Stimulus Grants Used to Lobby for Tobacco Taxes?

NATO calls for an explanation, and for practice to stop

WASHINGTON -- The National Association of Tobacco Outlets joined the U.S. House Committee on Energy and Commerce in calling for a detailed response from Kathleen Sebelius, U.S. Health and Human Services Department Secretary, about the potential illegal use of federal tax dollars to support lobbying efforts.

“For more than two years, members of Congress, as well as the Department of Health and Human Services’ own Office of the Inspector General, have raised concerns about the use of the Communities Putting Prevention to Work (CPPW) federal stimulus program funds,” said Thomas Briant, executive director and legal counsel for NATO. “Questions and requests for copies of grant applications and other documents, which should be a matter of public record, have been largely ignored. It is time for Secretary Sebelius to appropriately address, and halt, any potential misuse of federal funds that would violate of federal law.”

Federal law states that “no part of the money appropriated by any enactment of Congress shall, in the absence of express authorization by Congress, be used directly or indirectly to pay for any personal service, advertisement, telegram, telephone, letter, printed or written matter, or other device, intended or designed to influence in any manner a Member of Congress, a jurisdiction, or an official of any government, to favor, adopt, or oppose, by vote or otherwise, any legislation, law, ratification, policy, or appropriation. ”

In an Aug. 13 letter to Sebelius, the U.S House Committee on Energy and Commerce noted that as early as April 2010, questions were raised about CPPW grantees “reporting information to the CDC regarding lobbying activities for specific laws and policy goals, such as higher tobacco and sugar taxes,” and even “zoning restrictions to halt restaurant construction.” A July 29 “Early Alert Letter” from the Office of Inspector General to CDC Director Thomas Frieden also cited potential “inappropriate lobbying activities using CPPW funds.”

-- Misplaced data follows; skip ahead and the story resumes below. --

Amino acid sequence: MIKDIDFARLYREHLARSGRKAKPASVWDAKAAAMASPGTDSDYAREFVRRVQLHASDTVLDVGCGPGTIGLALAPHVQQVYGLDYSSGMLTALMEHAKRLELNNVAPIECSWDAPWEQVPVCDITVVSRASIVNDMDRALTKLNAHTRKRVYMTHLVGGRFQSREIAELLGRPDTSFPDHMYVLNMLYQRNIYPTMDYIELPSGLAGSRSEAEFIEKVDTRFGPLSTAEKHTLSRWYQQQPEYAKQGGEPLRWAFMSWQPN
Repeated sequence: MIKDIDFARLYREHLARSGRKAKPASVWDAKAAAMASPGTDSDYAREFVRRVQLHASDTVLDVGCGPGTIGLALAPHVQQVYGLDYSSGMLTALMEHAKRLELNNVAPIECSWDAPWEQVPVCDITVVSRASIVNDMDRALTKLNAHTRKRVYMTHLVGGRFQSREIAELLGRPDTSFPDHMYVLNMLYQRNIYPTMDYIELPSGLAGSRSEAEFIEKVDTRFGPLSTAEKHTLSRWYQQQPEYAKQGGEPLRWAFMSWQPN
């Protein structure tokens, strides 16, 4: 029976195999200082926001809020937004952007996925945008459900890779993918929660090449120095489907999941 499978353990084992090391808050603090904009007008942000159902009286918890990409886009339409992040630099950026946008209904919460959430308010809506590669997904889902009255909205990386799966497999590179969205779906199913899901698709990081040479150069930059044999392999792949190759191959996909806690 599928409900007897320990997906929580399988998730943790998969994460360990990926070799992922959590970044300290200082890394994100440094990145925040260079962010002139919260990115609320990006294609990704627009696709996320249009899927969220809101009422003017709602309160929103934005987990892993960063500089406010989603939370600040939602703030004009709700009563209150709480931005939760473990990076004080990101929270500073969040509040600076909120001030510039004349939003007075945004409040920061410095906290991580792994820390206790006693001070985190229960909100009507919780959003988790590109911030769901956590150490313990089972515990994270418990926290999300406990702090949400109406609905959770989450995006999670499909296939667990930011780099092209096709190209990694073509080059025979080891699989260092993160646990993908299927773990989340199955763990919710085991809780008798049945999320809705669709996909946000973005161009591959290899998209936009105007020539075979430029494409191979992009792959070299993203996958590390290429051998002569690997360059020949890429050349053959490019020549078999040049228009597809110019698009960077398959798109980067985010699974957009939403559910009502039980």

As one example of a possible violation, Briant cited a $10-million HHS/Center for Disease Control grant to the Philadelphia Department of Health. The grant included funds to promote adoption of an ordinance that would have required a graphic health warning poster to be placed next to each cash register in Philadelphia stores that sell tobacco products.

Health education programs that inform the public about the health impact of tobacco use, or the consumption of sugary or fatty foods, are acceptable uses of federal funds under the law, Briant said. “However, actually encouraging the adoption of specific taxes, policies and zoning ordinances is lobbying, an illegal use of federal funds. Government grant funds should not be used for these purposes under the guise of ‘public education.’ It is also a waste of taxpayer money, diverting millions of dollars from initiatives that would more be more beneficial to public health.”

The committee’s letter requested that Secretary Sebelius’ office, by Aug. 20, submit to the Energy and Commerce Committee the following:

  • A clear interpretation of 18 U.S.C. 1913 as the prohibition on lobbying applies to these CDC stimulus grants
  • All CDC files for grantees of the CPPW and Community Transformation Grant programs
  • A detailed plan of corrective measures that CDC will undertake in response to the OIG July 29, 2012, Early Alert Letter

The deadline specified in the committee’s request expired Monday of this week. “We trust that the secretary will begin to take seriously these potentially illegal and wasteful uses of taxpayer dollars,” Briant said.

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